Calculating the Rule of 78s: Add-Ons and Simple
December 14, 2012
The Rule of 78s is a method for amortizing an amount of interest which has been pre-computed over the life of the loan and dividing that interest over the payments of that loan.
A Rule of 78s loan employs a method of allocating the interest charge on a loan across its payment periods. As we all know, when paying off a loan, the repayments consist of two parts: the principal and the interest charge. The number 78 is derived from the 12 months in a one-year period. The sum of those parts (1 + 2 + 3 + 4 ... + 12) equals 78. Thus, for a one-year loan 12/78ths of the interest is considered earned in month one, 11/78ths in month two and so on down to 1/78th in month twelve.
Difference Between Rule of 78s and Simple
In brief, the Rule of 78 weights earlier payments with more interest than later ones. If the loan is not terminated or prepaid early, the total interest paid between simple interest and the Rule of 78 will be equal. However, because the Rule of 78 weights the earlier payments with more interest than a simple interest method, paying off a loan early will result in the borrower paying more interest overall. Here is an example of calculations between simple interest and Rule of 78's.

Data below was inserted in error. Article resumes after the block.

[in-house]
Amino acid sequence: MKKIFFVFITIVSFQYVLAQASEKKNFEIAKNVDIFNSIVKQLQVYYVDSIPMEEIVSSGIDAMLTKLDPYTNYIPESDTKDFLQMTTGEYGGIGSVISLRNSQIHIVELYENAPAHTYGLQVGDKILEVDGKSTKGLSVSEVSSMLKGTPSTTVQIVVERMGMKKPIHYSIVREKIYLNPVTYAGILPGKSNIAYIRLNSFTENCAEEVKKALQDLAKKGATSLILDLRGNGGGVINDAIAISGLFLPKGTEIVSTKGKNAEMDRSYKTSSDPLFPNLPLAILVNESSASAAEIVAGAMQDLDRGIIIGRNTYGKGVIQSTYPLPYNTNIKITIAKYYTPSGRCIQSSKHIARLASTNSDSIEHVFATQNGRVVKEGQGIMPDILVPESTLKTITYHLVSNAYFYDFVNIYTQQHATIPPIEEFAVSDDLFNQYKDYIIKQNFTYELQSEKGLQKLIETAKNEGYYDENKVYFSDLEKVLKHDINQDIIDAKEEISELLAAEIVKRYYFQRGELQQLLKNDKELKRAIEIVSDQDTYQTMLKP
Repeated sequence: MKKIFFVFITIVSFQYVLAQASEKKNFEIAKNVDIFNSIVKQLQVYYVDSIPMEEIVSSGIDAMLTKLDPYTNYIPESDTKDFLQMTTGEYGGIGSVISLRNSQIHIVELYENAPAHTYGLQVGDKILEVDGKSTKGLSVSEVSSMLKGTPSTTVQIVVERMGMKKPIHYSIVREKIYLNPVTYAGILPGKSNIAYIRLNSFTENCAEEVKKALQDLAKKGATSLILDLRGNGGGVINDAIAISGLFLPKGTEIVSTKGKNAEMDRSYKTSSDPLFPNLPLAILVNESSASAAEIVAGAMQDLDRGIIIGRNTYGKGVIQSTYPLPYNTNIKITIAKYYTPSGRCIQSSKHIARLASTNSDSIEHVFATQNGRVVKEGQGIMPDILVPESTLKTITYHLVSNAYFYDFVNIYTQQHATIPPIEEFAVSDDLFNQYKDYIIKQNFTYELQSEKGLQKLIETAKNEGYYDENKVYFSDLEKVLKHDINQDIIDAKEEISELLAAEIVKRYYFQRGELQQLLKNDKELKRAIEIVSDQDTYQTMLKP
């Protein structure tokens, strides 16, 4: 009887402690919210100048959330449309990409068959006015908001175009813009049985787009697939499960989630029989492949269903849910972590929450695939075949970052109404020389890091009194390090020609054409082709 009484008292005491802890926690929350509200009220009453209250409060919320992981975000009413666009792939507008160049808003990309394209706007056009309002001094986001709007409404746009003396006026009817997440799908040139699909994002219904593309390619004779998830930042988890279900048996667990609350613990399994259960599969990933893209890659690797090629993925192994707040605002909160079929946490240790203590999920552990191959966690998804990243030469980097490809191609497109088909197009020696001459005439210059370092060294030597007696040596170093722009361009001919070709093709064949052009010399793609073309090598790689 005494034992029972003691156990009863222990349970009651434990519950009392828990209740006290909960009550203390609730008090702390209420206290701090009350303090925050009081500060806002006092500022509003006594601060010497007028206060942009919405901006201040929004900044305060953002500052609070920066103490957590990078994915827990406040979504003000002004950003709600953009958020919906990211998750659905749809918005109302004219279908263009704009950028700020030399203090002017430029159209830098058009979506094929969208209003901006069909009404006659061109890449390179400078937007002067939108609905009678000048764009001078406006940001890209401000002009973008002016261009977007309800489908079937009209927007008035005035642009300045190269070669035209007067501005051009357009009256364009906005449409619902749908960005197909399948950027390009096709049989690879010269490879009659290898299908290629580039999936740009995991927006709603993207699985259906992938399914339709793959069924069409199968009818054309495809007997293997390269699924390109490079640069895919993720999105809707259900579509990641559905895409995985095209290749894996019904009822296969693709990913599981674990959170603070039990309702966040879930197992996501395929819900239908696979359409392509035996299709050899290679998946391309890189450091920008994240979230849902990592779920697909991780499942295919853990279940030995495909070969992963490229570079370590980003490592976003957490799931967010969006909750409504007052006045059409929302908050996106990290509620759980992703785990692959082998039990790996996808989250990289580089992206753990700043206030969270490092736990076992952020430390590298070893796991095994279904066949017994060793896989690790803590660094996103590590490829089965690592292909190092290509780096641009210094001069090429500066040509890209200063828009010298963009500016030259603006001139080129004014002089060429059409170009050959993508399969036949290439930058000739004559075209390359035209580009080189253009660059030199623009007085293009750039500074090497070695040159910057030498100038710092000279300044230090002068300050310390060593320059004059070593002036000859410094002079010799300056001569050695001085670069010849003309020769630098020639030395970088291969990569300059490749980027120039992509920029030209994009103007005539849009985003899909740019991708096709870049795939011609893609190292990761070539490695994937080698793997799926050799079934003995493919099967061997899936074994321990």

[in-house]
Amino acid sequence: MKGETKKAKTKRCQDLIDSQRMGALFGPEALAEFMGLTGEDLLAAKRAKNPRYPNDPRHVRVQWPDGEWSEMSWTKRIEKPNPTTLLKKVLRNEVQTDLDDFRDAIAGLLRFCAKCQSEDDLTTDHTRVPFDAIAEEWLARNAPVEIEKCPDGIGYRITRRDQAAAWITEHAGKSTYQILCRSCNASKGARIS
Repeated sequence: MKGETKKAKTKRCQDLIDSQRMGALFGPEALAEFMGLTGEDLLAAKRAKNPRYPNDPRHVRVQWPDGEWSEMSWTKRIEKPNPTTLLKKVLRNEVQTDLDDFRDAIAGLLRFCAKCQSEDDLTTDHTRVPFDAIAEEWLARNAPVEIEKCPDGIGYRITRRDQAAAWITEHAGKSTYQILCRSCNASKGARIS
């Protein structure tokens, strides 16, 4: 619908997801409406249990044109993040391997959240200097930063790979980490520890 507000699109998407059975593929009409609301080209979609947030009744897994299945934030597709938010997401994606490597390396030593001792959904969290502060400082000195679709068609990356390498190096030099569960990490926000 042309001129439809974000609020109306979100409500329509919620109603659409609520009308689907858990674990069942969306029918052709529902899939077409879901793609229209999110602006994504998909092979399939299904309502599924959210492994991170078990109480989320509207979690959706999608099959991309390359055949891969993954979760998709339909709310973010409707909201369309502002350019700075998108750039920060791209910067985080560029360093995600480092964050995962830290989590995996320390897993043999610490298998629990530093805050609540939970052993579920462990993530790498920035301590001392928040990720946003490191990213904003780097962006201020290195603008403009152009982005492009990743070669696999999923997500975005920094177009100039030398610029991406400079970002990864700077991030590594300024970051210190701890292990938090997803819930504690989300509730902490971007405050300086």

There are two kinds of rule of 78s loans: Add-on and Simple
An Add-on interest loan is one where the monthly payment amount is calculated similar to what we noted above, by multiplying the principal balance by the add-on rate and then multiplying by the term (in years). This resulting interest figure is added on to the principal balance of the loan, and then the result is divided by the number of payments in the loan to determine the monthly payment amount. Similar to the one-year loan example used above, the rule of 78s is used to determine what fraction of this add-on interest is to be paid in the first month of the loan, what fraction in the second month, etc.
So that brings us to Rule of 78s-Simple. If you are operating in a situation where add-on interest is not an option, then you can define the loan as Rule of 78s-Simple. The loan system simply sets up a simple interest loan with the same parameters in memory and runs the amortization schedule. The total interest payments over the life of that simple interest loan is then taken to be the add-on interest in the Rule of 78s calculation. This number would be considerably lower than what you would get from the add-on interest calculation at the same rate. So, over the life of the loan, the total yield of interest is identical to what you would get on a simple interest loan with the same parameters, but the Rule of 78s amortization will front-load that interest.